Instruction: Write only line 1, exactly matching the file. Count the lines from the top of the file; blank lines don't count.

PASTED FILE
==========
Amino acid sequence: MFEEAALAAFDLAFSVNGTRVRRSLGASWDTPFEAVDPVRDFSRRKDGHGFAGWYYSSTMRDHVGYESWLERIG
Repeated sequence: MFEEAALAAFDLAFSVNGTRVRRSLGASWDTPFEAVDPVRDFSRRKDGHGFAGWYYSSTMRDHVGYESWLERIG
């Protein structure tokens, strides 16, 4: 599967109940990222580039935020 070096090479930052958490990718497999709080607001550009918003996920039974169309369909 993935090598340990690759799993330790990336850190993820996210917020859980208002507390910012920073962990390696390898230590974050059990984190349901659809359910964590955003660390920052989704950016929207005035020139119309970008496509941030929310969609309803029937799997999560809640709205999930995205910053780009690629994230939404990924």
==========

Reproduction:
Amino acid sequence: MFEEAALAAFDLAFSVNGTRVRRSLGASWDTPFEAVDPVRDFSRRKDGHGFAGWYYSSTMRDHVGYESWLERIG